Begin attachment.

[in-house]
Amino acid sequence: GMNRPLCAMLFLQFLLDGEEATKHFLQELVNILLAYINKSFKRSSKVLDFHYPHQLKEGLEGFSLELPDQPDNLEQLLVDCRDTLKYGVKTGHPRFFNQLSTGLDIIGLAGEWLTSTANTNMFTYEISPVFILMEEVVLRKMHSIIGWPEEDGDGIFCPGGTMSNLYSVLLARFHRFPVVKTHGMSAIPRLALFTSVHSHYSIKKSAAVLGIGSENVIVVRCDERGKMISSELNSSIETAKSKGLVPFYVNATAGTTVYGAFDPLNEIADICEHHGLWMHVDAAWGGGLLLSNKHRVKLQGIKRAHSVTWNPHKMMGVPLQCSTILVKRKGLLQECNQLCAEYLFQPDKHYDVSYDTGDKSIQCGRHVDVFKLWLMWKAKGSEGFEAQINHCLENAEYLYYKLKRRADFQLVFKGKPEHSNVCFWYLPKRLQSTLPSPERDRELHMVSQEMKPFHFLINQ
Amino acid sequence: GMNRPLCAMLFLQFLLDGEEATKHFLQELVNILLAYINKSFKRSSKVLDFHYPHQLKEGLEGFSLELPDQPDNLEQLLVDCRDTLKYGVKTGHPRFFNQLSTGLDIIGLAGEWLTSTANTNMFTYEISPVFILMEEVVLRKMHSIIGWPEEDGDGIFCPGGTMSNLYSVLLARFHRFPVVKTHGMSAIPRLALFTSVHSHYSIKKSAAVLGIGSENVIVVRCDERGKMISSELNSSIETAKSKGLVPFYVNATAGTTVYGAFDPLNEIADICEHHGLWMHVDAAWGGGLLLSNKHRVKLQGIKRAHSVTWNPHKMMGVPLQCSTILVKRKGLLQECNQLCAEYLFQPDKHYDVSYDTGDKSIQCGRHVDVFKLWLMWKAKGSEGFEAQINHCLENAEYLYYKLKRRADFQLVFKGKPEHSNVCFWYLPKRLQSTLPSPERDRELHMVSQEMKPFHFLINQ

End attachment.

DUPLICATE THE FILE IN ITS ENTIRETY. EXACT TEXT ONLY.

[in-house]
Amino acid sequence: GMNRPLCAMLFLQFLLDGEEATKHFLQELVNILLAYINKSFKRSSKVLDFHYPHQLKEGLEGFSLELPDQPDNLEQLLVDCRDTLKYGVKTGHPRFFNQLSTGLDIIGLAGEWLTSTANTNMFTYEISPVFILMEEVVLRKMHSIIGWPEEDGDGIFCPGGTMSNLYSVLLARFHRFPVVKTHGMSAIPRLALFTSVHSHYSIKKSAAVLGIGSENVIVVRCDERGKMISSELNSSIETAKSKGLVPFYVNATAGTTVYGAFDPLNEIADICEHHGLWMHVDAAWGGGLLLSNKHRVKLQGIKRAHSVTWNPHKMMGVPLQCSTILVKRKGLLQECNQLCAEYLFQPDKHYDVSYDTGDKSIQCGRHVDVFKLWLMWKAKGSEGFEAQINHCLENAEYLYYKLKRRADFQLVFKGKPEHSNVCFWYLPKRLQSTLPSPERDRELHMVSQEMKPFHFLINQ
Amino acid sequence: GMNRPLCAMLFLQFLLDGEEATKHFLQELVNILLAYINKSFKRSSKVLDFHYPHQLKEGLEGFSLELPDQPDNLEQLLVDCRDTLKYGVKTGHPRFFNQLSTGLDIIGLAGEWLTSTANTNMFTYEISPVFILMEEVVLRKMHSIIGWPEEDGDGIFCPGGTMSNLYSVLLARFHRFPVVKTHGMSAIPRLALFTSVHSHYSIKKSAAVLGIGSENVIVVRCDERGKMISSELNSSIETAKSKGLVPFYVNATAGTTVYGAFDPLNEIADICEHHGLWMHVDAAWGGGLLLSNKHRVKLQGIKRAHSVTWNPHKMMGVPLQCSTILVKRKGLLQECNQLCAEYLFQPDKHYDVSYDTGDKSIQCGRHVDVFKLWLMWKAKGSEGFEAQINHCLENAEYLYYKLKRRADFQLVFKGKPEHSNVCFWYLPKRLQSTLPSPERDRELHMVSQEMKPFHFLINQ